LOS ANGELES, Aug. 18, 2017 /PRNewswire-USNewswire/ -- Today UMMA Community Clinic will host California Assembly member Reginald Byron Jones-Sawyer Sr. and community leaders to address the need for trauma informed care in health, education and public safety, particularly in deeply segregated communities.
Traumatic events impact more than just one's psychological well-being– the Center for Disease Control and Prevention (CDC) led a survey in partnership with Kaiser Permanente on the impact of traumatic events occurring during childhood, or Adverse Childhood Experiences (ACE). They found such events increased health issues later on in life. Those who experienced multiple traumatic events had a shorter life expectancy. Dr. George McKenna of the Los Angeles School Board and Dr. Tonya Wood, of the California Psychological Association will discuss the ACE study as well as Post Traumatic "street" Disorder.
Located in South Los Angeles, UMMA Clinic's initial studies showed nearly 30% of surveyed adults had experienced more than one traumatic event during childhood. UMMA CEO and doctor of psychology, Dr. Miriam Y. Vega, will share UMMA's approach to trauma-informed care in a health setting to create healthier outcomes and build resilience, based on ongoing research and practice alongside Maryjane Puffer of the LA Trust, a non-profit that focuses on making health services accessible to school children in the Los Angeles Unified School District (LAUSD).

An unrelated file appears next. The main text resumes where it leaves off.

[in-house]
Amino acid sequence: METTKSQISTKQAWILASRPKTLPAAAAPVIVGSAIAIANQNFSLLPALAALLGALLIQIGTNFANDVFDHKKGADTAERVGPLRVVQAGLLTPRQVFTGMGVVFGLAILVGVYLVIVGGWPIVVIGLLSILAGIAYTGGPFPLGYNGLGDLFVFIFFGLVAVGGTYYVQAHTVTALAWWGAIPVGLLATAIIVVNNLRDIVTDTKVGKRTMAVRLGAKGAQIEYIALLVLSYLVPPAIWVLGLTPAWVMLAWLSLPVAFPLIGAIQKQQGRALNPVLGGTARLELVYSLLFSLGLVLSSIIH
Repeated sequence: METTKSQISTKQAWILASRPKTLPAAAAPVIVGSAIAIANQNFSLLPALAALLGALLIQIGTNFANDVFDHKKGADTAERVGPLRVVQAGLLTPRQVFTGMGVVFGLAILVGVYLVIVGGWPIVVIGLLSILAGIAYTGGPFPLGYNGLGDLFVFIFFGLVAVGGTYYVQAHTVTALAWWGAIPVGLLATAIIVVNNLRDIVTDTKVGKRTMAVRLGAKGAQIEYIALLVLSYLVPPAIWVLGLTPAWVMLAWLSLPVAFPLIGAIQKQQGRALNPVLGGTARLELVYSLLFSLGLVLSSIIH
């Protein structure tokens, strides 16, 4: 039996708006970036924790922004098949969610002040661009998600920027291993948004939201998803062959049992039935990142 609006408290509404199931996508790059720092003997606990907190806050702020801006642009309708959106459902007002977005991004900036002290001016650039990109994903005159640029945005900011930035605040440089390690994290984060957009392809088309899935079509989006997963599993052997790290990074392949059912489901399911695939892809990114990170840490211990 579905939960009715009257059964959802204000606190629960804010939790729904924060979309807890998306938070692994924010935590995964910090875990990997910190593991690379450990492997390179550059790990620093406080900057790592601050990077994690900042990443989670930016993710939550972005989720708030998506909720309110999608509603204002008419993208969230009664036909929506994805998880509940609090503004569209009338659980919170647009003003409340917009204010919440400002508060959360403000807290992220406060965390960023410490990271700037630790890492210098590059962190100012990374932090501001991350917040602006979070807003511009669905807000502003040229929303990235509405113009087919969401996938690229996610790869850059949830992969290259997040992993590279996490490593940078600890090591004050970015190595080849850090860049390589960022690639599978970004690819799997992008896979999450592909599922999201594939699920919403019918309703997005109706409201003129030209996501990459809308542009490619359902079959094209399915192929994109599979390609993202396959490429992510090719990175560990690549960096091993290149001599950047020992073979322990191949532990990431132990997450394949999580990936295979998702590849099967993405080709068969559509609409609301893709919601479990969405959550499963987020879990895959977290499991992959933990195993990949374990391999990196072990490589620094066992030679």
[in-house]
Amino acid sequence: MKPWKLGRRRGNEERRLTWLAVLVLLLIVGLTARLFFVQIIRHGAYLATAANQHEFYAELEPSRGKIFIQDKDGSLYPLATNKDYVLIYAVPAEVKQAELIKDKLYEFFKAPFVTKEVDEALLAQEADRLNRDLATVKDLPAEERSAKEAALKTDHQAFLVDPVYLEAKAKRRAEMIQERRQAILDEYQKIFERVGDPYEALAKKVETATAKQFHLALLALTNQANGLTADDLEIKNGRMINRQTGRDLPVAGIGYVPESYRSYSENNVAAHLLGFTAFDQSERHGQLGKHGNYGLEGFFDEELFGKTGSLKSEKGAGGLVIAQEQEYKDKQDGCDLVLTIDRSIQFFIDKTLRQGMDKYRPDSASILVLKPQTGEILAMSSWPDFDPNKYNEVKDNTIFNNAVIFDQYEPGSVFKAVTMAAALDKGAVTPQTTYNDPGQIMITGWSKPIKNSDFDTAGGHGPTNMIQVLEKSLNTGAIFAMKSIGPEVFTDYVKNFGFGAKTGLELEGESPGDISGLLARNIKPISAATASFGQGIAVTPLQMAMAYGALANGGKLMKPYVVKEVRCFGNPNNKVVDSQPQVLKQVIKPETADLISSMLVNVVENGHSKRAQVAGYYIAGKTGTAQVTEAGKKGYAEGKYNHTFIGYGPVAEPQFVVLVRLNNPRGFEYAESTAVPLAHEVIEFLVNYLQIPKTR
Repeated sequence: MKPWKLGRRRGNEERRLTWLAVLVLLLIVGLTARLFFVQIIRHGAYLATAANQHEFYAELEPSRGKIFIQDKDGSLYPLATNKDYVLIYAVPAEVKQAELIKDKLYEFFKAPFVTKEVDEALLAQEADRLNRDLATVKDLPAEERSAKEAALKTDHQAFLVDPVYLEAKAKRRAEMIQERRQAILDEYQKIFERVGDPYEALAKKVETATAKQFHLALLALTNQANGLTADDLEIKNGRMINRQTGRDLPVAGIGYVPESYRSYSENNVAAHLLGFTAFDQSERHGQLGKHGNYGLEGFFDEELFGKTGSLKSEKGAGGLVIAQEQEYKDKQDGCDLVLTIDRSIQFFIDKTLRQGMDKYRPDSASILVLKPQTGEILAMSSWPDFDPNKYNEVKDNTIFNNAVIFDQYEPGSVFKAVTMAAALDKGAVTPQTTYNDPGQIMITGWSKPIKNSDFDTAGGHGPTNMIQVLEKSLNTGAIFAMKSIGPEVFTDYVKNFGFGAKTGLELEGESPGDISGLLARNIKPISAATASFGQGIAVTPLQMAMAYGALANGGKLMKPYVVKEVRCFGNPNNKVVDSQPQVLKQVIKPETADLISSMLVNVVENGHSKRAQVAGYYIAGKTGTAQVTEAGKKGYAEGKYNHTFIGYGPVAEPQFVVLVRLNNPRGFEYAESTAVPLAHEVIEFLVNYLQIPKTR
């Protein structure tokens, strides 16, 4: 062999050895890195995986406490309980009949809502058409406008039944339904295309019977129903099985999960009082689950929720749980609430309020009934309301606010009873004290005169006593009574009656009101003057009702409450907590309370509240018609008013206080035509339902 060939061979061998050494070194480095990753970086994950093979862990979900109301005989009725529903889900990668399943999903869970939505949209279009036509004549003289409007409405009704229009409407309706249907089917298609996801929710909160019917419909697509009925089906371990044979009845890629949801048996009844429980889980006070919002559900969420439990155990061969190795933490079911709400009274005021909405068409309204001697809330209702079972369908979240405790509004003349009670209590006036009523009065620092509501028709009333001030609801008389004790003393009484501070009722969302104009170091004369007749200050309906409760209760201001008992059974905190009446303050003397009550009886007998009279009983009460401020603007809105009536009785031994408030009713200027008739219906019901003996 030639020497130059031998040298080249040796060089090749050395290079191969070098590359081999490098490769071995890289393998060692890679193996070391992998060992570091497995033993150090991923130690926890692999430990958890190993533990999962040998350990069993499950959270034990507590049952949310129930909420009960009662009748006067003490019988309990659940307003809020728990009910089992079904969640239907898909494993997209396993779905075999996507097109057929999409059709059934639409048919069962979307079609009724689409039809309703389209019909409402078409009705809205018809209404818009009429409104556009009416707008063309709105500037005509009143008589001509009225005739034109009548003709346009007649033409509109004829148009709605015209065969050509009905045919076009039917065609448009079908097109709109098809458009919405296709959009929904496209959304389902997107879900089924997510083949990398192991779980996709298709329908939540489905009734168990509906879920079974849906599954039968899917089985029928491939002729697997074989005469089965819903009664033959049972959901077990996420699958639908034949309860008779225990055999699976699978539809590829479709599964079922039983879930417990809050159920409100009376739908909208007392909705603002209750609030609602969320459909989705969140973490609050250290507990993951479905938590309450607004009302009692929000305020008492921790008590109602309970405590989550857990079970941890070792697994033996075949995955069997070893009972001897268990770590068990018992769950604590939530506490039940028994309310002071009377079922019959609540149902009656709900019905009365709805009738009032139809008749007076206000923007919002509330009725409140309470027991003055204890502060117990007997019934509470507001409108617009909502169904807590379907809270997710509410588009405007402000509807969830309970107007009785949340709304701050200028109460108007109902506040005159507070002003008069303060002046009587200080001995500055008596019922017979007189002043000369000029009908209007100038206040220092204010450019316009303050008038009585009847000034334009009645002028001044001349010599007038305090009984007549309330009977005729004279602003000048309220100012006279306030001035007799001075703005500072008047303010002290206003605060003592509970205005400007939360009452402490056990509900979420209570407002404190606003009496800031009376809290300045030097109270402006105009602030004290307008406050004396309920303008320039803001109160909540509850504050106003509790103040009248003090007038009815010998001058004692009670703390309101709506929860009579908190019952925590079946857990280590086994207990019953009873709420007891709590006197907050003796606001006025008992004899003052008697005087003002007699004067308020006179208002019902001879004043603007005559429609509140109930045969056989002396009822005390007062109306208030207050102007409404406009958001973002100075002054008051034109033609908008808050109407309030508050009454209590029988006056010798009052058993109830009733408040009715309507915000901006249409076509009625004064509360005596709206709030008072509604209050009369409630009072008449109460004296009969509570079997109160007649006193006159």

Today's briefing will include notable speakers such as Dr. Patricia Lester of UCLA's Semel Institute, Dr. Tyrone Howard of UCLA's Black Male Institute, and Pia Escudero of the LAUSD who will discuss how trauma-informed care is utilized in education.
Dr. Brenda Manuel of the LAUSD and Chief Steven Zipperman of the Los Angeles School Police Department will share how this approach is utilized in public safety.
The public briefing will mark the end of National Health Center week, a time when communities and health centers alike acknowledge the critical role that local health centers play in the communities they serve.
"We believe that one's life expectancy should not be determined by zipcode, and by using ACE data, we're working to change the narrative," Vega said. "We are hopeful that the hearing will encourage others to adopt a trauma-informed approach to human service."